Unemployment stays high as employers struggle to find skilled workers


Unemployment stays high as employers struggle to find skilled workers

A new study conducted by the Chicago Federal Reserve confirms what many employers have been saying for years: That there is a concerning shortage of skilled workers in certain industries, which is contributing to high unemployment rates and staffing difficulties.

According to Reuters, the skills mismatch has taken the limelight in the unemployment issue, and the recent findings show top Fed officials, including chairman Ben Bernanke, say the problem can be allayed through monetary policy. However, others say the skills shortage problem can't be fixed this way, as central banks only have the potential to lower unemployment when it stems from lower demand for jobs - which is not the case.

The demand is there, employers say, they just can't find the workers to fill the jobs. U.S. manufacturing companies currently have 600,000 unfilled positions due to a lack of talent, according to a Deloitte study. While these unfilled positions are making a huge impact on the recovery - which has been heavily leaning on the industry for support - the gap pervades through many other sectors.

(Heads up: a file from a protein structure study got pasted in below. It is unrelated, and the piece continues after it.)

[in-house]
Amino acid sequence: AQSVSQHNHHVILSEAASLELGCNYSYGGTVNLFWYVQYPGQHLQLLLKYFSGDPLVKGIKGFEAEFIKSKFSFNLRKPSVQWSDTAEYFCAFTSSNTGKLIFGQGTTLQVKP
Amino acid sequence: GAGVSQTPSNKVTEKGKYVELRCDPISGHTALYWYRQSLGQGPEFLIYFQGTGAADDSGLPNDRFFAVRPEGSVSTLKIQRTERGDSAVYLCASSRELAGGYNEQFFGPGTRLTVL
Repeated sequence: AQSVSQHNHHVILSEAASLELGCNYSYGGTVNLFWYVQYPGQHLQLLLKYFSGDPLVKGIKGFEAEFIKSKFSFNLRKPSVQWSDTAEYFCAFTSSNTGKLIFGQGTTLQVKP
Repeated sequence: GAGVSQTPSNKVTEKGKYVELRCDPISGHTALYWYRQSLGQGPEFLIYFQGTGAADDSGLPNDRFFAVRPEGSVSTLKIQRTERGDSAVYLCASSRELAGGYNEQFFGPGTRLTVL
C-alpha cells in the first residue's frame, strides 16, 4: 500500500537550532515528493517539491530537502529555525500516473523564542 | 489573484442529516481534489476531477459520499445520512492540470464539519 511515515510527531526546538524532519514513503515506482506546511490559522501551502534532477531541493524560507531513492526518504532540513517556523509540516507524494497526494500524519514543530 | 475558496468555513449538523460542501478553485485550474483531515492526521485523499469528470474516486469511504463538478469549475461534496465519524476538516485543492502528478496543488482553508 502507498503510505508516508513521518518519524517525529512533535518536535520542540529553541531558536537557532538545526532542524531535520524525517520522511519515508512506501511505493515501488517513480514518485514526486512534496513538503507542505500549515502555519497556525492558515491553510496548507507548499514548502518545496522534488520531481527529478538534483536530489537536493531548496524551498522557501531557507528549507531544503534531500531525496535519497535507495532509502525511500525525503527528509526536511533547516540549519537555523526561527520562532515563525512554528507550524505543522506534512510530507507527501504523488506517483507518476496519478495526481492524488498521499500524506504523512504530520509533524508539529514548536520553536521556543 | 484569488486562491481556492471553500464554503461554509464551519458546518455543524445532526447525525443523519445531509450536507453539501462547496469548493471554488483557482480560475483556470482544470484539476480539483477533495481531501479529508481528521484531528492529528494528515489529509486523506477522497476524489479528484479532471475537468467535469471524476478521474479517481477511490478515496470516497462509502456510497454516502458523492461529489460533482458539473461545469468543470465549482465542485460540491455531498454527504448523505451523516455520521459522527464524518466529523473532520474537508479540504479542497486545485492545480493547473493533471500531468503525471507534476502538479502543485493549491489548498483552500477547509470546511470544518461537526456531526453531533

According to the Bureau of Labor Statistics, the number of unfilled job openings has been on a steady increase since 2009, with 3.7 million vacant positions in March 2012, up from 3.2 million in the same period last year.

Small businesses may be feeling the brunt of the skills shortage, Reuters reports. According to data from the National Federation of Independent Business (NFIB), these small- and medium-sized companies are reporting that the current climate is the hardest in which to find skilled workers to fill open positions. This week, the NFIB announced that the number of small businesses reporting difficulty attracting the right talent rose in May to its highest level since June 2008.

Jason Faberman, a senior economist at the Chicago Fed, said the positions suffering most from the skills gap include dental assistants, electricians, legal secretaries, personal recruiters and recreation workers.

"The middle-skilled jobs have the highest demand for labor and also the lowest employment growth," he said. "That is consistent with the skills mismatch story."

A number of solutions have been proposed to confront the skills gap, from on-site training to increasing the prevalence of vocational training in high schools, which aim to prepare the U.S. workforce and bring unemployment down to pre-recession levels.